What's really wrong with young people today: Juvenoia

Juvenoia, a term usually credited to sociologist David Finkelhor, refers to the fear of juveniles by older adults. Juvenoia is manifest in a multitude of ways, including the belief that today’s youth are worse behaved than ever before, despite much evidence to the contrary. Many older adults continue to think that youth violence is the worst ever, for instance, despite the fact that it stands now at only about 12% of what it was just two decades before. But in the current case, many comments have focused on how “entitled” Rachel Canning is, implying that this is part of a greater trend in the current generation of youth…

Juvenoia also exerts itself in a variety of moral panics focused on youth. We constantly hear about how teens are up to new forms of mischief our older generations would never have thought of. Most of these tales end up being false. Recent examples include the “rainbow party” in which teen girls supposedly provided oral sex to multiple boys and the “knockout king” game in which young (usually minority) males supposedly target random people for assaults. Certainly in a country of over 300 million, some teens do dangerous and risky things (as do some adults), but evidence for any new mass trends in teen sex or violence is absent. These tales of wayward youth are the stuff of urban legend, not fact.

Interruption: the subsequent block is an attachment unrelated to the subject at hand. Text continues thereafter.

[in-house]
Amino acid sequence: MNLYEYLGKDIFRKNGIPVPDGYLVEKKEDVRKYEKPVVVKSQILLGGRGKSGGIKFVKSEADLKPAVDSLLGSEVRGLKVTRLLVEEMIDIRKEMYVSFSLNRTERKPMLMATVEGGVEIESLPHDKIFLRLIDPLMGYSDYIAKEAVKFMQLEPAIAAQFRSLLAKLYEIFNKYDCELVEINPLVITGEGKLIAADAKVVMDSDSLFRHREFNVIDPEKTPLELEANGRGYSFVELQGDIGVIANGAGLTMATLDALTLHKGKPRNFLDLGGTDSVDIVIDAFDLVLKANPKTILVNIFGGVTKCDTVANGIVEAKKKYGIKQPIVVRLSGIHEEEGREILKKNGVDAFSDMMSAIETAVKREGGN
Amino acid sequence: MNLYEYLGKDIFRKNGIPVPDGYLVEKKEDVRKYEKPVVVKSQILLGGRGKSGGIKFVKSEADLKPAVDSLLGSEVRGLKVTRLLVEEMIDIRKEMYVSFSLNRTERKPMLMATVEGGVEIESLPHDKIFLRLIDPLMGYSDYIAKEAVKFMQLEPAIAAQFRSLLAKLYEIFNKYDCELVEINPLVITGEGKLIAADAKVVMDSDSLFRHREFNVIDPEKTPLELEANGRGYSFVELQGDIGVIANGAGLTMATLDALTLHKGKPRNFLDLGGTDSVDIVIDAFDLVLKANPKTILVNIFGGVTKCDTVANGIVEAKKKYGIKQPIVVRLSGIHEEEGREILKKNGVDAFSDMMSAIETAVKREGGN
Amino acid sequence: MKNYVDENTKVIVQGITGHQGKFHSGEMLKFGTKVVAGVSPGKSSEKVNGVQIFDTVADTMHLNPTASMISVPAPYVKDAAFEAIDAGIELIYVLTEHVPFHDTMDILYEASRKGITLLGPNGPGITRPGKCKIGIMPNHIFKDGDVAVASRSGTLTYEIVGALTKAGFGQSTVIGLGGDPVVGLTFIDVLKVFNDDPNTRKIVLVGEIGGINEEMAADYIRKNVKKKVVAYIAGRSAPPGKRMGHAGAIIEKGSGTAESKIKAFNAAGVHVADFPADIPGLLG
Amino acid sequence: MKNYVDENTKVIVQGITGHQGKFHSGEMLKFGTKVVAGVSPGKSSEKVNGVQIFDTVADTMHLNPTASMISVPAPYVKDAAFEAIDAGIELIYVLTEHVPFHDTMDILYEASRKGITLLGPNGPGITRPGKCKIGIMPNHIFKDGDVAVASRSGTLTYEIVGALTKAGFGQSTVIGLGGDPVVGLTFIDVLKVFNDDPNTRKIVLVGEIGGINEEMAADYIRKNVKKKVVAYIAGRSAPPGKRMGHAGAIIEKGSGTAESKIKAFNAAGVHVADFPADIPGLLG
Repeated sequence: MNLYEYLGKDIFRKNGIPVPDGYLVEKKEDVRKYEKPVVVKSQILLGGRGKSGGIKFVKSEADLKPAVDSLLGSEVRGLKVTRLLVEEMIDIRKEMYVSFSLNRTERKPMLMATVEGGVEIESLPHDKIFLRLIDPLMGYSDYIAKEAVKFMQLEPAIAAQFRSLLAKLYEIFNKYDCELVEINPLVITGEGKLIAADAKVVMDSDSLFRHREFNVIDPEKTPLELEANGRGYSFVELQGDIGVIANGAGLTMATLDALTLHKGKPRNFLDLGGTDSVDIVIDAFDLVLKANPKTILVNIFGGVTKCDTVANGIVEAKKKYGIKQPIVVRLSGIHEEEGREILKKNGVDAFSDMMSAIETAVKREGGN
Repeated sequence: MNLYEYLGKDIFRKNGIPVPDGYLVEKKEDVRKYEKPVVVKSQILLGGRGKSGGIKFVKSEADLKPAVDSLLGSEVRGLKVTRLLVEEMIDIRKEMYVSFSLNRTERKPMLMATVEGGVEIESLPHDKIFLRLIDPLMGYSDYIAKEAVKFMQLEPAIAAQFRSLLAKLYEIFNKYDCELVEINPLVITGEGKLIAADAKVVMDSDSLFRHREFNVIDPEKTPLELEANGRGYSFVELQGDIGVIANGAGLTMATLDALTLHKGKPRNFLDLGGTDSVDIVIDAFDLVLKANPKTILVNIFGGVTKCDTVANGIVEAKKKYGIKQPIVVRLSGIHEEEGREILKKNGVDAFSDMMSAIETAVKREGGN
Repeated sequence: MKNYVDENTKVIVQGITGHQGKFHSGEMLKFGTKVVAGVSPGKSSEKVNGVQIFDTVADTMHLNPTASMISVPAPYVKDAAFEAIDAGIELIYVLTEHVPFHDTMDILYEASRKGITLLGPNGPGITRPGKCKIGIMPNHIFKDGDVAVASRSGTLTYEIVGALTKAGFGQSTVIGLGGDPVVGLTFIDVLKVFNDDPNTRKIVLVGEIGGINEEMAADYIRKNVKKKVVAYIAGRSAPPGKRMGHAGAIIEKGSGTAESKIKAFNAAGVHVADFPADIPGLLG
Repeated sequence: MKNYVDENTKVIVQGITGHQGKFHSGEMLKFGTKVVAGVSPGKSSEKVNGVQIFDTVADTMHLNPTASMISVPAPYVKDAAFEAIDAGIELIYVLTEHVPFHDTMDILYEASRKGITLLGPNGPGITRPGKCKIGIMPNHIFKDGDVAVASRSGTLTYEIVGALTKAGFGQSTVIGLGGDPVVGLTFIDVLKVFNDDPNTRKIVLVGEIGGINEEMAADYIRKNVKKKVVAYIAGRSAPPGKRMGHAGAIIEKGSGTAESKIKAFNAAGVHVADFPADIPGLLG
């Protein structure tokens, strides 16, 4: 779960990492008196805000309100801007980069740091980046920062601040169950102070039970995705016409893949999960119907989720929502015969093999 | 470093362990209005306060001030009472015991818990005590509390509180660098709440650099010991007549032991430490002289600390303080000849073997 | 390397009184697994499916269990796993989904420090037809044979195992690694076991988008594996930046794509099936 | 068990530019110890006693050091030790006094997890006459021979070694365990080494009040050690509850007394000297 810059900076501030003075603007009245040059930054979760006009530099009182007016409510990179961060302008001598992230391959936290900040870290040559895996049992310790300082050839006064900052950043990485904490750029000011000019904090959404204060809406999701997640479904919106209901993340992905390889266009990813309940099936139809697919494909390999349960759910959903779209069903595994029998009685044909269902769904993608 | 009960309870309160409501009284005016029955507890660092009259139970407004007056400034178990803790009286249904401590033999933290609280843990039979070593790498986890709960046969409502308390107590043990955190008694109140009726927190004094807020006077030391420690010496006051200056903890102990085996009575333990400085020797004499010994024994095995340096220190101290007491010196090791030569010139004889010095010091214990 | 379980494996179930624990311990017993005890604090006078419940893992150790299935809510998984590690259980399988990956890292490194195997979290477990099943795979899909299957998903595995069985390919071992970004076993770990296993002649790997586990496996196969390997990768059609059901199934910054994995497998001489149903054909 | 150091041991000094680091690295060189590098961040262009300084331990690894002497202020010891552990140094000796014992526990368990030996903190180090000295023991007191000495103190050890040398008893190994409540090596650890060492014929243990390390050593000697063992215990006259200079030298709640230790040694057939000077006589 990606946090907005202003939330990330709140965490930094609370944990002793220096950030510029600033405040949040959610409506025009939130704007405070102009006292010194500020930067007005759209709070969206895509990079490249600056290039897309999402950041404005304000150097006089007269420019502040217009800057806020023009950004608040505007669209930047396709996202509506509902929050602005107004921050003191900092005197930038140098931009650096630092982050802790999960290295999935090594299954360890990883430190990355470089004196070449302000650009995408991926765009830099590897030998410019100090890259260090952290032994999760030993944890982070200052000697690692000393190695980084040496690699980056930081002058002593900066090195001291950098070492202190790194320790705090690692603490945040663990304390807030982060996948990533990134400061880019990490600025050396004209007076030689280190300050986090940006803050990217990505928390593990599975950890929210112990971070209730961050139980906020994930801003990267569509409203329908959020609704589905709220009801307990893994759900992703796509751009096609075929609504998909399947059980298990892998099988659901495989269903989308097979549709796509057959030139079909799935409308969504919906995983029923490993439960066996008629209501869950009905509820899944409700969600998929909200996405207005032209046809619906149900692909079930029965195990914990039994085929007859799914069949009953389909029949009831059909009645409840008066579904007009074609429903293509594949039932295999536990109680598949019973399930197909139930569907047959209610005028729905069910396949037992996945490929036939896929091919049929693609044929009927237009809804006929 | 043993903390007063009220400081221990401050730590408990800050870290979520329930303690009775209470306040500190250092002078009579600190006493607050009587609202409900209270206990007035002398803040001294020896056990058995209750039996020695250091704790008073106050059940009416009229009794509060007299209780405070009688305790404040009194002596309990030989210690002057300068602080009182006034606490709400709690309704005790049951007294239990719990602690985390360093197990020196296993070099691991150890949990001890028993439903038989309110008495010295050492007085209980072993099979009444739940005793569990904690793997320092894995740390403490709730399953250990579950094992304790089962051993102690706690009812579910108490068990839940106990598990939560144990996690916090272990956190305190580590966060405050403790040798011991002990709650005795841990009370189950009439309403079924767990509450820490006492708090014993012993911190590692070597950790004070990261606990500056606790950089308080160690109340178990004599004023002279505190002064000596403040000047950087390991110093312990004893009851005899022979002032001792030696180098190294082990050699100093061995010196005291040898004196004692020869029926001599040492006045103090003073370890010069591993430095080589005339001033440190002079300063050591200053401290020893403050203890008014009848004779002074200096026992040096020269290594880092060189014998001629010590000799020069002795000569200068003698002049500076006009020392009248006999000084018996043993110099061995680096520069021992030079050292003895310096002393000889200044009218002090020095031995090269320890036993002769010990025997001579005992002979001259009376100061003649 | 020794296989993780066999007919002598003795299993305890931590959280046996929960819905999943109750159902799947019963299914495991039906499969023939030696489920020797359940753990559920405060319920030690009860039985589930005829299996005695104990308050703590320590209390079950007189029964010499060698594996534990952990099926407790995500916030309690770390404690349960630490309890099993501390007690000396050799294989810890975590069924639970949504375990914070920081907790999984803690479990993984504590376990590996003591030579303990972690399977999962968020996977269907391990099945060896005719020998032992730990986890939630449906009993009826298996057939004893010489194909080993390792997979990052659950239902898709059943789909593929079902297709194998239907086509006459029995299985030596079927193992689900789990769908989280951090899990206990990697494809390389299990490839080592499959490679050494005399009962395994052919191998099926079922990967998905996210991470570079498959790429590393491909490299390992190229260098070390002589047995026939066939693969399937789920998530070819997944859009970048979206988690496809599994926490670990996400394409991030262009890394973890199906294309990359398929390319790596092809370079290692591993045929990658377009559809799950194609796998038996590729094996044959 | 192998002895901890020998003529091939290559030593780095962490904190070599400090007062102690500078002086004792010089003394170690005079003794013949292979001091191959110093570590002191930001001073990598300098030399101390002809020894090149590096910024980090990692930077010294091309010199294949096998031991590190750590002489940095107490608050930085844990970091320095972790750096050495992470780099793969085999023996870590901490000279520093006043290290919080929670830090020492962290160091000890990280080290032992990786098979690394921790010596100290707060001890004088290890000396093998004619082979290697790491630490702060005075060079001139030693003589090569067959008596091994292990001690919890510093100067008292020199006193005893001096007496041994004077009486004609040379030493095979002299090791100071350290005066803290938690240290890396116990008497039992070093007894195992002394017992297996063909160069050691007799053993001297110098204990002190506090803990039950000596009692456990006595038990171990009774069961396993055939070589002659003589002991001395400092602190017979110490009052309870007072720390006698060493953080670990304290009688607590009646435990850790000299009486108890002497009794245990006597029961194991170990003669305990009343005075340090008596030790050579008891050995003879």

Juvenoia also manifests in the routine disparagement of youth culture. From Elvis Presley to rap music to video games, older adults are quick to blame youth culture for perceived social problems, often forgetting that the media valued in their own youth was similarly disparaged. I call this the “Goldilocks Effect” — every generation’s belief that the generation before was too rigid and conservative, and the generation after too wild and out-of-control. Each generation thinks it got culture “just right.”